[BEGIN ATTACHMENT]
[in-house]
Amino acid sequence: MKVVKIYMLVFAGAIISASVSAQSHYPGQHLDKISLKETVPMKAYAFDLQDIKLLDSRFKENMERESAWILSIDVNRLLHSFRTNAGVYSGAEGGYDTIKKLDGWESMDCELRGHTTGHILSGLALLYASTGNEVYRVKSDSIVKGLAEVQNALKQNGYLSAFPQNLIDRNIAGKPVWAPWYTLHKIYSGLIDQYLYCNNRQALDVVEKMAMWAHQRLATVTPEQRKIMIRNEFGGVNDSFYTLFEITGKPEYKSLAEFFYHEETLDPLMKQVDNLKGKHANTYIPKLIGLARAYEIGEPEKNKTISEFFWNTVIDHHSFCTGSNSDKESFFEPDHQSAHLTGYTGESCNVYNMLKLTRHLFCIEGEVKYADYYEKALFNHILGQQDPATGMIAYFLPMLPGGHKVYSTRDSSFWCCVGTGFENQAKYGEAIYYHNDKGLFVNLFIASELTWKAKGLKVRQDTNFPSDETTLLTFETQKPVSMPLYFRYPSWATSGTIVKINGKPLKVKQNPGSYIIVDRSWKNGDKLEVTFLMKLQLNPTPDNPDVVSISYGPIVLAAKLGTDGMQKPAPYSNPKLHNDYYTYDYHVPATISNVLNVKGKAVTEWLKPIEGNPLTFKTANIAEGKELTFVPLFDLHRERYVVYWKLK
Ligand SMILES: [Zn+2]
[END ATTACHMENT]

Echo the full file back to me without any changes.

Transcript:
[in-house]
Amino acid sequence: MKVVKIYMLVFAGAIISASVSAQSHYPGQHLDKISLKETVPMKAYAFDLQDIKLLDSRFKENMERESAWILSIDVNRLLHSFRTNAGVYSGAEGGYDTIKKLDGWESMDCELRGHTTGHILSGLALLYASTGNEVYRVKSDSIVKGLAEVQNALKQNGYLSAFPQNLIDRNIAGKPVWAPWYTLHKIYSGLIDQYLYCNNRQALDVVEKMAMWAHQRLATVTPEQRKIMIRNEFGGVNDSFYTLFEITGKPEYKSLAEFFYHEETLDPLMKQVDNLKGKHANTYIPKLIGLARAYEIGEPEKNKTISEFFWNTVIDHHSFCTGSNSDKESFFEPDHQSAHLTGYTGESCNVYNMLKLTRHLFCIEGEVKYADYYEKALFNHILGQQDPATGMIAYFLPMLPGGHKVYSTRDSSFWCCVGTGFENQAKYGEAIYYHNDKGLFVNLFIASELTWKAKGLKVRQDTNFPSDETTLLTFETQKPVSMPLYFRYPSWATSGTIVKINGKPLKVKQNPGSYIIVDRSWKNGDKLEVTFLMKLQLNPTPDNPDVVSISYGPIVLAAKLGTDGMQKPAPYSNPKLHNDYYTYDYHVPATISNVLNVKGKAVTEWLKPIEGNPLTFKTANIAEGKELTFVPLFDLHRERYVVYWKLK
Ligand SMILES: [Zn+2]